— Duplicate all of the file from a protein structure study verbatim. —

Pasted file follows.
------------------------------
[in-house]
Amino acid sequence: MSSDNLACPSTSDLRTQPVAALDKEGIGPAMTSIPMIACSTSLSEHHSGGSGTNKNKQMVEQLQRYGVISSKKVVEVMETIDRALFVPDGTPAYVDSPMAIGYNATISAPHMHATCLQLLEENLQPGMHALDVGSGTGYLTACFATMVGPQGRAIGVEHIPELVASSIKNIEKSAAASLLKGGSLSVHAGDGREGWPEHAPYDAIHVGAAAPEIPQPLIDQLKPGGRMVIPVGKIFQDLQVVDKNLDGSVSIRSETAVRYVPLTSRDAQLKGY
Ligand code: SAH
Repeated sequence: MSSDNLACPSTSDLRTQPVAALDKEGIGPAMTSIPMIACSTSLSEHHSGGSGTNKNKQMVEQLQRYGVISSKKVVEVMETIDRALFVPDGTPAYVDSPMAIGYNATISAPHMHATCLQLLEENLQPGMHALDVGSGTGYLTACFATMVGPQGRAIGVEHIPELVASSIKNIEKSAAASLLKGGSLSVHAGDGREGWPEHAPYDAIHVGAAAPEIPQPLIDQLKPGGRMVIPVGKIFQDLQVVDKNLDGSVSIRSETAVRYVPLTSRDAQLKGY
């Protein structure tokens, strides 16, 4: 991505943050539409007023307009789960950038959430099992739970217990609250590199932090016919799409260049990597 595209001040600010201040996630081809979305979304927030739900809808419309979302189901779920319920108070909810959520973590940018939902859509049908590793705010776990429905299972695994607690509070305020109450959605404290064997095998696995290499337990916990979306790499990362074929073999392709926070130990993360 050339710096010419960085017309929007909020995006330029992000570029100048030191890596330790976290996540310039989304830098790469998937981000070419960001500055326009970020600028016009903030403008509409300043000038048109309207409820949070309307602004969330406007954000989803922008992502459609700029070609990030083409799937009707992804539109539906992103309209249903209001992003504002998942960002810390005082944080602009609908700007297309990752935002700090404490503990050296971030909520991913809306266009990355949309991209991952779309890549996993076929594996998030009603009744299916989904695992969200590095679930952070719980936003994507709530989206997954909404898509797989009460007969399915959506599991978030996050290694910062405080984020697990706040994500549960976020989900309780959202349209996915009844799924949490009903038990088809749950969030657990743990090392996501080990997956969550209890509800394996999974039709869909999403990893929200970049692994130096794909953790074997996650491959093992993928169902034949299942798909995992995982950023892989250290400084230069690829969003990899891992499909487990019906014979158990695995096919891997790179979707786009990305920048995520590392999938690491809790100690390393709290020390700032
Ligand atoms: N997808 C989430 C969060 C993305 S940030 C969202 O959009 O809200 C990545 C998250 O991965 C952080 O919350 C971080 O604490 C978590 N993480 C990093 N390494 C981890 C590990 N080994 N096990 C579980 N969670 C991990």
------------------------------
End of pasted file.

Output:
[in-house]
Amino acid sequence: MSSDNLACPSTSDLRTQPVAALDKEGIGPAMTSIPMIACSTSLSEHHSGGSGTNKNKQMVEQLQRYGVISSKKVVEVMETIDRALFVPDGTPAYVDSPMAIGYNATISAPHMHATCLQLLEENLQPGMHALDVGSGTGYLTACFATMVGPQGRAIGVEHIPELVASSIKNIEKSAAASLLKGGSLSVHAGDGREGWPEHAPYDAIHVGAAAPEIPQPLIDQLKPGGRMVIPVGKIFQDLQVVDKNLDGSVSIRSETAVRYVPLTSRDAQLKGY
Ligand code: SAH
Repeated sequence: MSSDNLACPSTSDLRTQPVAALDKEGIGPAMTSIPMIACSTSLSEHHSGGSGTNKNKQMVEQLQRYGVISSKKVVEVMETIDRALFVPDGTPAYVDSPMAIGYNATISAPHMHATCLQLLEENLQPGMHALDVGSGTGYLTACFATMVGPQGRAIGVEHIPELVASSIKNIEKSAAASLLKGGSLSVHAGDGREGWPEHAPYDAIHVGAAAPEIPQPLIDQLKPGGRMVIPVGKIFQDLQVVDKNLDGSVSIRSETAVRYVPLTSRDAQLKGY
């Protein structure tokens, strides 16, 4: 991505943050539409007023307009789960950038959430099992739970217990609250590199932090016919799409260049990597 595209001040600010201040996630081809979305979304927030739900809808419309979302189901779920319920108070909810959520973590940018939902859509049908590793705010776990429905299972695994607690509070305020109450959605404290064997095998696995290499337990916990979306790499990362074929073999392709926070130990993360 050339710096010419960085017309929007909020995006330029992000570029100048030191890596330790976290996540310039989304830098790469998937981000070419960001500055326009970020600028016009903030403008509409300043000038048109309207409820949070309307602004969330406007954000989803922008992502459609700029070609990030083409799937009707992804539109539906992103309209249903209001992003504002998942960002810390005082944080602009609908700007297309990752935002700090404490503990050296971030909520991913809306266009990355949309991209991952779309890549996993076929594996998030009603009744299916989904695992969200590095679930952070719980936003994507709530989206997954909404898509797989009460007969399915959506599991978030996050290694910062405080984020697990706040994500549960976020989900309780959202349209996915009844799924949490009903038990088809749950969030657990743990090392996501080990997956969550209890509800394996999974039709869909999403990893929200970049692994130096794909953790074997996650491959093992993928169902034949299942798909995992995982950023892989250290400084230069690829969003990899891992499909487990019906014979158990695995096919891997790179979707786009990305920048995520590392999938690491809790100690390393709290020390700032
Ligand atoms: N997808 C989430 C969060 C993305 S940030 C969202 O959009 O809200 C990545 C998250 O991965 C952080 O919350 C971080 O604490 C978590 N993480 C990093 N390494 C981890 C590990 N080994 N096990 C579980 N969670 C991990």